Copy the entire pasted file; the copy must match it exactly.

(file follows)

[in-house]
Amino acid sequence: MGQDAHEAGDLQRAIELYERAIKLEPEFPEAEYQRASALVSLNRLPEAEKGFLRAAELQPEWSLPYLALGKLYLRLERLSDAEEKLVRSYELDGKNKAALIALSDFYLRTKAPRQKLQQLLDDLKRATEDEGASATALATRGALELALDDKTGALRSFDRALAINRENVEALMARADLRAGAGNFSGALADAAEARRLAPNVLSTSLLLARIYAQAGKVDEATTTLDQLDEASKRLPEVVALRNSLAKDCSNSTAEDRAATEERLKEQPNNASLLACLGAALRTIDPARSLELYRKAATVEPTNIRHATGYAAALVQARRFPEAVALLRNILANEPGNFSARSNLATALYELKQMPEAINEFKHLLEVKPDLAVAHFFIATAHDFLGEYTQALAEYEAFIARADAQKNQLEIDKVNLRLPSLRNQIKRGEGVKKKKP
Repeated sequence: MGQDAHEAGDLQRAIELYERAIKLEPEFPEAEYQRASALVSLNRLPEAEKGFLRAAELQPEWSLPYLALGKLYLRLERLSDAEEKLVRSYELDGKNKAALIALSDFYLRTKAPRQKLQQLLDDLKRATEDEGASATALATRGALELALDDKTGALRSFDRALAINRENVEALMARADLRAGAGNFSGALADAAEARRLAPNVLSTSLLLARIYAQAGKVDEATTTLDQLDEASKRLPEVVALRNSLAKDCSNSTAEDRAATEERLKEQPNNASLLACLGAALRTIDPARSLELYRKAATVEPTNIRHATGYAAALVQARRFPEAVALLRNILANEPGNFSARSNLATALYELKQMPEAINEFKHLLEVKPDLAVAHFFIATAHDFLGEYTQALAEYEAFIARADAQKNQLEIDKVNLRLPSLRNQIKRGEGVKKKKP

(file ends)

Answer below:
[in-house]
Amino acid sequence: MGQDAHEAGDLQRAIELYERAIKLEPEFPEAEYQRASALVSLNRLPEAEKGFLRAAELQPEWSLPYLALGKLYLRLERLSDAEEKLVRSYELDGKNKAALIALSDFYLRTKAPRQKLQQLLDDLKRATEDEGASATALATRGALELALDDKTGALRSFDRALAINRENVEALMARADLRAGAGNFSGALADAAEARRLAPNVLSTSLLLARIYAQAGKVDEATTTLDQLDEASKRLPEVVALRNSLAKDCSNSTAEDRAATEERLKEQPNNASLLACLGAALRTIDPARSLELYRKAATVEPTNIRHATGYAAALVQARRFPEAVALLRNILANEPGNFSARSNLATALYELKQMPEAINEFKHLLEVKPDLAVAHFFIATAHDFLGEYTQALAEYEAFIARADAQKNQLEIDKVNLRLPSLRNQIKRGEGVKKKKP
Repeated sequence: MGQDAHEAGDLQRAIELYERAIKLEPEFPEAEYQRASALVSLNRLPEAEKGFLRAAELQPEWSLPYLALGKLYLRLERLSDAEEKLVRSYELDGKNKAALIALSDFYLRTKAPRQKLQQLLDDLKRATEDEGASATALATRGALELALDDKTGALRSFDRALAINRENVEALMARADLRAGAGNFSGALADAAEARRLAPNVLSTSLLLARIYAQAGKVDEATTTLDQLDEASKRLPEVVALRNSLAKDCSNSTAEDRAATEERLKEQPNNASLLACLGAALRTIDPARSLELYRKAATVEPTNIRHATGYAAALVQARRFPEAVALLRNILANEPGNFSARSNLATALYELKQMPEAINEFKHLLEVKPDLAVAHFFIATAHDFLGEYTQALAEYEAFIARADAQKNQLEIDKVNLRLPSLRNQIKRGEGVKKKKP